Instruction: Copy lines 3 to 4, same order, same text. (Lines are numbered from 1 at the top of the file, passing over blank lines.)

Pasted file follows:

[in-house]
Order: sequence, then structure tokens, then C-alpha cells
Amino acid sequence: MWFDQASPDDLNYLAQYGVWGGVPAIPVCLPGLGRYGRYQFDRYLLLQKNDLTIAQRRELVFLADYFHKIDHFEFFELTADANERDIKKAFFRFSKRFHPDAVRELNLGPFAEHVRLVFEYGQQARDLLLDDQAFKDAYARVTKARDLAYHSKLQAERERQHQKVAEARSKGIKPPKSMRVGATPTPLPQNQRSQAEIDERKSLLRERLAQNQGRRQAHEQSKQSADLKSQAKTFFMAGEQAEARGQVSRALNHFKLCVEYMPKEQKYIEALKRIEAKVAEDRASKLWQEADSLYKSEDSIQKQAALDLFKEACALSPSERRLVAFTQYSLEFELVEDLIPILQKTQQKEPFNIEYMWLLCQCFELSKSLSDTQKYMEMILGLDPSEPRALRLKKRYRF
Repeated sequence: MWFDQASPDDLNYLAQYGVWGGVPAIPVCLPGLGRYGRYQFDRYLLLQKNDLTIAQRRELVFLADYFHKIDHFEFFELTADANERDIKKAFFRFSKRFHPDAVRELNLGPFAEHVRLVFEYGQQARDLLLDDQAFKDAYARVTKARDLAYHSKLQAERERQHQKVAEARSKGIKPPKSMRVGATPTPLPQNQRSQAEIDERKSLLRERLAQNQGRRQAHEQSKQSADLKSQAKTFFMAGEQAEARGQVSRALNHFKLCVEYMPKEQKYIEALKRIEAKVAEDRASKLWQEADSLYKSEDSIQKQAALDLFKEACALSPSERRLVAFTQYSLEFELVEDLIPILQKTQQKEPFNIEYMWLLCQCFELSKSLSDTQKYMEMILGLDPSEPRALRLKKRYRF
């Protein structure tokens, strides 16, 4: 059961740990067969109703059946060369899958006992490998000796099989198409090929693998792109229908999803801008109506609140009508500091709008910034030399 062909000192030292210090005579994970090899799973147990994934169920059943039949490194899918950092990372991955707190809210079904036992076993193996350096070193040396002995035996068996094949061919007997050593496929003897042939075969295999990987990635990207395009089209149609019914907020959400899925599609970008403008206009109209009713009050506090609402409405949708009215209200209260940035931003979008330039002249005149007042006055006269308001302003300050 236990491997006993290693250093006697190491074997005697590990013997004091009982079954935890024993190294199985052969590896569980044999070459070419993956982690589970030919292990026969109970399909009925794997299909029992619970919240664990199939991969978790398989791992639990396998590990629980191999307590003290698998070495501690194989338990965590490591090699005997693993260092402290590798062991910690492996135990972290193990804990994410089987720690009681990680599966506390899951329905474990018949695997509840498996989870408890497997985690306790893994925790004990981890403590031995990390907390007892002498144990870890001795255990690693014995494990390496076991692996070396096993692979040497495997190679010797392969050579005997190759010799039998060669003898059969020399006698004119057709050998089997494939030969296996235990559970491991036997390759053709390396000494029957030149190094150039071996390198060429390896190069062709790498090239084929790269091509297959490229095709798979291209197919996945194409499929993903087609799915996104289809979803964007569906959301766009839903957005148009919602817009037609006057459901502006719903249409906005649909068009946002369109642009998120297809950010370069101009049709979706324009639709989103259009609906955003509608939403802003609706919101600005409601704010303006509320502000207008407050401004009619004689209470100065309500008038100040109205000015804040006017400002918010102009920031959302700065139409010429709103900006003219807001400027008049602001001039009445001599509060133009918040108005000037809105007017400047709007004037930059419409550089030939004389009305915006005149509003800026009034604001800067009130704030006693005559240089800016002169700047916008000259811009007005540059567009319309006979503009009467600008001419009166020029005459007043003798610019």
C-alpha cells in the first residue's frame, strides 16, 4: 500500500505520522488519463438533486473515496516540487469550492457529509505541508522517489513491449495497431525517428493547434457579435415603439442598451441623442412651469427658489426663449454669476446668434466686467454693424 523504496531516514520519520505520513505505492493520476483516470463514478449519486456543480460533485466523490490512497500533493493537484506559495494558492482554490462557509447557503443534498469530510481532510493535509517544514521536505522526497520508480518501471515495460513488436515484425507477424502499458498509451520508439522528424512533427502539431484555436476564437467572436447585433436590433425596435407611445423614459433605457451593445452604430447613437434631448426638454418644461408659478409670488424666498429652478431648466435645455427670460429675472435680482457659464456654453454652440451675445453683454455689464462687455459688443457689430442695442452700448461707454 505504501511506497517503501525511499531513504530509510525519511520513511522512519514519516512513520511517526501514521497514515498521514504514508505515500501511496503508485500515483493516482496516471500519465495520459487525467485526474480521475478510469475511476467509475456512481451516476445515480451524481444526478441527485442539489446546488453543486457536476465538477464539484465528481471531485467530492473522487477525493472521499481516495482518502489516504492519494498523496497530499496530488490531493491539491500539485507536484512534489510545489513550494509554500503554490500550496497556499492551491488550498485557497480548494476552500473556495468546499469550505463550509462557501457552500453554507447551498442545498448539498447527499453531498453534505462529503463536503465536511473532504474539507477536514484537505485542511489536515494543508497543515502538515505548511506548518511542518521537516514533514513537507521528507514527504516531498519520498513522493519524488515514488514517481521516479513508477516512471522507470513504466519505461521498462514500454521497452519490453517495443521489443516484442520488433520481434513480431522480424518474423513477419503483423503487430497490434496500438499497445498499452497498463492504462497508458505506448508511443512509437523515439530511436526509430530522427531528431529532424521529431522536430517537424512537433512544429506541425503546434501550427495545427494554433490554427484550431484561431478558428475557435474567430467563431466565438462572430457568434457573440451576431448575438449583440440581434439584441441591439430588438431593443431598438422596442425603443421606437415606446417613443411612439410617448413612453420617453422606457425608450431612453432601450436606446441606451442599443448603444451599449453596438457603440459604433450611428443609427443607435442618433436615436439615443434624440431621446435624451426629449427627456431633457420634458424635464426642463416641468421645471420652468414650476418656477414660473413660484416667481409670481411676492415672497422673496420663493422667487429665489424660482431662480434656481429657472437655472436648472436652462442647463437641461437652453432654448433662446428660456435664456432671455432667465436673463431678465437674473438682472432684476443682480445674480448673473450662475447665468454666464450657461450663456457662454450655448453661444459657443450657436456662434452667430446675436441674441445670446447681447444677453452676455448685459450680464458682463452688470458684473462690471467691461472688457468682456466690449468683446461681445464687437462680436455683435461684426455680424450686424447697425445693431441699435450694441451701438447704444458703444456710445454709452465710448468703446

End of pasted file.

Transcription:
Amino acid sequence: MWFDQASPDDLNYLAQYGVWGGVPAIPVCLPGLGRYGRYQFDRYLLLQKNDLTIAQRRELVFLADYFHKIDHFEFFELTADANERDIKKAFFRFSKRFHPDAVRELNLGPFAEHVRLVFEYGQQARDLLLDDQAFKDAYARVTKARDLAYHSKLQAERERQHQKVAEARSKGIKPPKSMRVGATPTPLPQNQRSQAEIDERKSLLRERLAQNQGRRQAHEQSKQSADLKSQAKTFFMAGEQAEARGQVSRALNHFKLCVEYMPKEQKYIEALKRIEAKVAEDRASKLWQEADSLYKSEDSIQKQAALDLFKEACALSPSERRLVAFTQYSLEFELVEDLIPILQKTQQKEPFNIEYMWLLCQCFELSKSLSDTQKYMEMILGLDPSEPRALRLKKRYRF
Repeated sequence: MWFDQASPDDLNYLAQYGVWGGVPAIPVCLPGLGRYGRYQFDRYLLLQKNDLTIAQRRELVFLADYFHKIDHFEFFELTADANERDIKKAFFRFSKRFHPDAVRELNLGPFAEHVRLVFEYGQQARDLLLDDQAFKDAYARVTKARDLAYHSKLQAERERQHQKVAEARSKGIKPPKSMRVGATPTPLPQNQRSQAEIDERKSLLRERLAQNQGRRQAHEQSKQSADLKSQAKTFFMAGEQAEARGQVSRALNHFKLCVEYMPKEQKYIEALKRIEAKVAEDRASKLWQEADSLYKSEDSIQKQAALDLFKEACALSPSERRLVAFTQYSLEFELVEDLIPILQKTQQKEPFNIEYMWLLCQCFELSKSLSDTQKYMEMILGLDPSEPRALRLKKRYRF